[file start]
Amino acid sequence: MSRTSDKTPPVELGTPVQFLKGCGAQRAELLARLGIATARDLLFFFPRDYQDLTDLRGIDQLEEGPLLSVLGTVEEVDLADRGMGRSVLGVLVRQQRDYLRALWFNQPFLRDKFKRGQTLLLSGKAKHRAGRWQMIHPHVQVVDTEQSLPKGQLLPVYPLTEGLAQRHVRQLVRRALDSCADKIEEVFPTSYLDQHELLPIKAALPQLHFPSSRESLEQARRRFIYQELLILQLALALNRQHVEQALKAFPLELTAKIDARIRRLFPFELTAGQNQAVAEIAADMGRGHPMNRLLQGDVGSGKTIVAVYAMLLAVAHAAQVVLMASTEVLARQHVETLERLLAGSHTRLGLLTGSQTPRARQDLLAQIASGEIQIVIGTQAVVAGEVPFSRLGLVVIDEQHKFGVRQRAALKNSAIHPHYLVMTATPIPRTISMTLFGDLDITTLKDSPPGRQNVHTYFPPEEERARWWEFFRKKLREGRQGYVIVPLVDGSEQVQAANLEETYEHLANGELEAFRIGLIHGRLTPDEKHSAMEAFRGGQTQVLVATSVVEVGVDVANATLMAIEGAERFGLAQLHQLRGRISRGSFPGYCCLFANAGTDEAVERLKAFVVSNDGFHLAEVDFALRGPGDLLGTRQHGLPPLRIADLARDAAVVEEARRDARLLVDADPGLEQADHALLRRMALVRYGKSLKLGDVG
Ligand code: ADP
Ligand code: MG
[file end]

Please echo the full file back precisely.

Amino acid sequence: MSRTSDKTPPVELGTPVQFLKGCGAQRAELLARLGIATARDLLFFFPRDYQDLTDLRGIDQLEEGPLLSVLGTVEEVDLADRGMGRSVLGVLVRQQRDYLRALWFNQPFLRDKFKRGQTLLLSGKAKHRAGRWQMIHPHVQVVDTEQSLPKGQLLPVYPLTEGLAQRHVRQLVRRALDSCADKIEEVFPTSYLDQHELLPIKAALPQLHFPSSRESLEQARRRFIYQELLILQLALALNRQHVEQALKAFPLELTAKIDARIRRLFPFELTAGQNQAVAEIAADMGRGHPMNRLLQGDVGSGKTIVAVYAMLLAVAHAAQVVLMASTEVLARQHVETLERLLAGSHTRLGLLTGSQTPRARQDLLAQIASGEIQIVIGTQAVVAGEVPFSRLGLVVIDEQHKFGVRQRAALKNSAIHPHYLVMTATPIPRTISMTLFGDLDITTLKDSPPGRQNVHTYFPPEEERARWWEFFRKKLREGRQGYVIVPLVDGSEQVQAANLEETYEHLANGELEAFRIGLIHGRLTPDEKHSAMEAFRGGQTQVLVATSVVEVGVDVANATLMAIEGAERFGLAQLHQLRGRISRGSFPGYCCLFANAGTDEAVERLKAFVVSNDGFHLAEVDFALRGPGDLLGTRQHGLPPLRIADLARDAAVVEEARRDARLLVDADPGLEQADHALLRRMALVRYGKSLKLGDVG
Ligand code: ADP
Ligand code: MG